Rebels in the Indonesian province of Aceh have handed over their first batch of weapons in a crucial stage of a peace process with the government.
The weapons were handed over to international monitors
The Free Aceh Movement (Gam) fighters are due to give up a quarter of their weapons at four undisclosed locations across the province this week.
In return, Indonesia will withdraw about 6,000 combat troops.
Aceh bore the brunt of the Indian Ocean tsunami and the disaster prompted the two sides to return to talks.
KEY POINTS OF THE ACCORD
All hostilities cease and Gam disarms
Government withdraws non-local military and police
Aceh to be governed under a new law
Government facilitates Aceh-based political parties
Amnesty granted to Gam members
Truth and reconciliation commission established
Aceh monitoring mission set up by EU and Asean
Gam is expected to hand in a quarter of its arsenal over the next three days.
A Gam spokesman said 78 weapons had been handed over on Thursday, according to the Aceh Monitoring Mission. Gam is due to hand over the rest of its weapons by Christmas.
In return, Indonesian troops have already started withdrawing from Aceh.
The government has also announced that it will grant payments worth around 50 US cents a day to rebels who surrender.
Welfare Minister Alwi Shihab said the payments would continue for six months.
At one handover near the provincial capital Banda Aceh, the rebels arrived on motorbikes, their weapons in the back of a jeep.
A line of international monitors, dressed in matching white sports shirts, were waiting to meet them.
The BBC's Rachel Harvey says an assortment of handguns and assault rifles were handed over for inspection and registration, and then, in front of the world's media, assembled dignitaries and most important of all, a crowd of local Acehnese people, the guns were placed under a circular saw and cut into pieces.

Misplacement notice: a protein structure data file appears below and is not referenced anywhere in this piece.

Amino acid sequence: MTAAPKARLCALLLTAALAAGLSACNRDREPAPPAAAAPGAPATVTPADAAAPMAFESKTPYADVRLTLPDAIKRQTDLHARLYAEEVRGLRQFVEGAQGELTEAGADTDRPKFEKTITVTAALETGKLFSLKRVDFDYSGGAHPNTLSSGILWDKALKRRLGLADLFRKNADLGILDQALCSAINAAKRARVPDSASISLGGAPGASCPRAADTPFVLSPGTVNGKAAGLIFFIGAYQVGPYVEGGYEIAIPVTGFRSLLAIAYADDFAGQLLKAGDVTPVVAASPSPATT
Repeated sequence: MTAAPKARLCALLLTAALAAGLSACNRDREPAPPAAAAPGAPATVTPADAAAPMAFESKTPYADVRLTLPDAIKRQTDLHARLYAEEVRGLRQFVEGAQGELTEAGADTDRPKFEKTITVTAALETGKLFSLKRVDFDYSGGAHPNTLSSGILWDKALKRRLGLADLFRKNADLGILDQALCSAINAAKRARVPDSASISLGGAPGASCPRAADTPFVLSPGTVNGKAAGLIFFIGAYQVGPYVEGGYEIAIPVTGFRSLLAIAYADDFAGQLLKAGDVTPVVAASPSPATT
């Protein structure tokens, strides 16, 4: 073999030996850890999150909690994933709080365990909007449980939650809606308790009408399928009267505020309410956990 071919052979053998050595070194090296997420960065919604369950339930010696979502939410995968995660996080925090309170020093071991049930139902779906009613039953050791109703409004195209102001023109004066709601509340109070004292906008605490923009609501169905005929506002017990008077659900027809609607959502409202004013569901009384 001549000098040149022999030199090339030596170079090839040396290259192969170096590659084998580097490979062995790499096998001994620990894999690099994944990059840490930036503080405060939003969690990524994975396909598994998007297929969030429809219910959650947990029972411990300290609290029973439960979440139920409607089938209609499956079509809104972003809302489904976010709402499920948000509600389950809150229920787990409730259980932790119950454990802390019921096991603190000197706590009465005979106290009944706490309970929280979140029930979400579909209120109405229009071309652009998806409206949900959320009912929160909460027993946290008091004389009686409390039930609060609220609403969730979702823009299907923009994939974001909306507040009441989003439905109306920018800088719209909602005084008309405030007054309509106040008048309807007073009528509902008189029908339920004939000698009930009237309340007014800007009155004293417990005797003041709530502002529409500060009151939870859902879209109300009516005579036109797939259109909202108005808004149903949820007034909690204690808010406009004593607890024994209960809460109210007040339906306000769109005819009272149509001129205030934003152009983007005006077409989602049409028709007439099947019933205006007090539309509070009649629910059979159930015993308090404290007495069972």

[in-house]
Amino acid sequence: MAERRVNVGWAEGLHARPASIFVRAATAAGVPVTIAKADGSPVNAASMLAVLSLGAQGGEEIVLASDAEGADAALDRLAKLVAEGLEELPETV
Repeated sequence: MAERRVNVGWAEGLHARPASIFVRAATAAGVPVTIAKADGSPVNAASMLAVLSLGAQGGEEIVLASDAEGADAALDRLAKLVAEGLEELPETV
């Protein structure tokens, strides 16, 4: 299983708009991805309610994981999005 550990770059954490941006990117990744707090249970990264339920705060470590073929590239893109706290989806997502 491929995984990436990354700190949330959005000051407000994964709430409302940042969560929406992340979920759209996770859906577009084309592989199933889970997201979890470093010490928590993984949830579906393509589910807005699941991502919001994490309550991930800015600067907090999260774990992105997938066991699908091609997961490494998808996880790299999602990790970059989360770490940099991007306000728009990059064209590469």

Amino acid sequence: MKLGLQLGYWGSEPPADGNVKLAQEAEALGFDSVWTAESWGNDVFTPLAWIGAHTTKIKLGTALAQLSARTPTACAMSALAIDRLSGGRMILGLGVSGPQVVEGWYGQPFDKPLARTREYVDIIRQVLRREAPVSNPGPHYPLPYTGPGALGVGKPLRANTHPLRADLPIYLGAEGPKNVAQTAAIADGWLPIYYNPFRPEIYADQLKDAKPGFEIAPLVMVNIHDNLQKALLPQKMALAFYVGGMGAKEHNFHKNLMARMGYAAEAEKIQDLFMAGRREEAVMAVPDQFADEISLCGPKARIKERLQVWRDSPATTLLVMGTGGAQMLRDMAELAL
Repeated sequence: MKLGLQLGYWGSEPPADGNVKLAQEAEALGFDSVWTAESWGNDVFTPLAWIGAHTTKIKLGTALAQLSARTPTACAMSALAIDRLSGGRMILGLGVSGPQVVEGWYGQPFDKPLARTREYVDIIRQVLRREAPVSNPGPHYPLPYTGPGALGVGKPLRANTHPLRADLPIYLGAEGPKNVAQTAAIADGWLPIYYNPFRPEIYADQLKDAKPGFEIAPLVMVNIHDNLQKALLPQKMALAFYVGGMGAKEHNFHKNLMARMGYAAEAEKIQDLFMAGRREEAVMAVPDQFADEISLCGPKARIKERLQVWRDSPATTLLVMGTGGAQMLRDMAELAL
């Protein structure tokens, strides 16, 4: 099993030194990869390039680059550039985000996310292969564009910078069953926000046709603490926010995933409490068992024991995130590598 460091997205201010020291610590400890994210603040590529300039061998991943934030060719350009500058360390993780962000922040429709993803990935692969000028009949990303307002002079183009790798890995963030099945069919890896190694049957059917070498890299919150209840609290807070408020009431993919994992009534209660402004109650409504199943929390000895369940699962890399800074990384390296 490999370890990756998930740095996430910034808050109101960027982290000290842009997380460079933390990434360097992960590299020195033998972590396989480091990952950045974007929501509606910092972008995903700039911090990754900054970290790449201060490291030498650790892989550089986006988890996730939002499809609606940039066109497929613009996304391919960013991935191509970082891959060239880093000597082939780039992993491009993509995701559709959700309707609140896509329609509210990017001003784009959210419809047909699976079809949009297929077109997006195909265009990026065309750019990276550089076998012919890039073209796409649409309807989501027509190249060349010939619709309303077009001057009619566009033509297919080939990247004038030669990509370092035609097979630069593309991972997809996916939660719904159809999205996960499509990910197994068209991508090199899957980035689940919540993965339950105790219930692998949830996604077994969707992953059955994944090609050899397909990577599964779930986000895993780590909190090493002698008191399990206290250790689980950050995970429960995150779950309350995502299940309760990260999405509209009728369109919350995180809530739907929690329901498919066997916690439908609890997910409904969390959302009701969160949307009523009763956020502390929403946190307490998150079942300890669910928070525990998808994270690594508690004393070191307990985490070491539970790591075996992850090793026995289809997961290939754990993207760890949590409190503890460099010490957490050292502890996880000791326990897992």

Rebels who spoke to reporters had mixed feelings.
"I feel sad. It's like handing over my wife," former Gam member Muzakir told Reuters, after handing in his rifle.
"For me, she is like my wife because I sleep with her. I also am happy because I want to see Aceh like it was, at peace," he said.
Amni Marzuki, a senior Gam representative in Aceh, told a local radio station that the peace process was on course:
"There is good momentum - peace in Aceh can be achieved without violence."
Our correspondent says this is the first real test of the commitment of the two sides to a deal which was only signed a month ago.
There is still deep mistrust between the two sides, our correspondent says, but the mood is beginning to change.
In the wake of the tsunami, which killed 130,000 people locally, the rebels and the government both made compromises which would have been unthinkable before.
There was an understanding that Aceh needed a chance to rebuild and billions of dollars of international aid have been pledged.
But the conflict - which claimed the lives of 15,000 people in 29 years - was hampering the humanitarian effort, and peace, if sustained, should allow things to run much more effectively, our correspondent notes.